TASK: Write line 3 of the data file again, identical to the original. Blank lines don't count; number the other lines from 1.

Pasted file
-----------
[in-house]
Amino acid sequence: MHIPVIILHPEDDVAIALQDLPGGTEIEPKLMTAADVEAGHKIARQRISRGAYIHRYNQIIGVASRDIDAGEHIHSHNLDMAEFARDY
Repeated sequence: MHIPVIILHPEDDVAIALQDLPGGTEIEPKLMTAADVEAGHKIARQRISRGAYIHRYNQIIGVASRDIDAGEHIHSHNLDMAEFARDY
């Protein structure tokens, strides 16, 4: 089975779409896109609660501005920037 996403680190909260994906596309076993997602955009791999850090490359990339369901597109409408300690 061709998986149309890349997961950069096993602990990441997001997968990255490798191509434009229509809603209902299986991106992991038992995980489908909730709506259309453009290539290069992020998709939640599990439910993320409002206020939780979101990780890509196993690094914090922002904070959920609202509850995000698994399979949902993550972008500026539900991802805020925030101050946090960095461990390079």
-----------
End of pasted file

Repeated sequence: MHIPVIILHPEDDVAIALQDLPGGTEIEPKLMTAADVEAGHKIARQRISRGAYIHRYNQIIGVASRDIDAGEHIHSHNLDMAEFARDY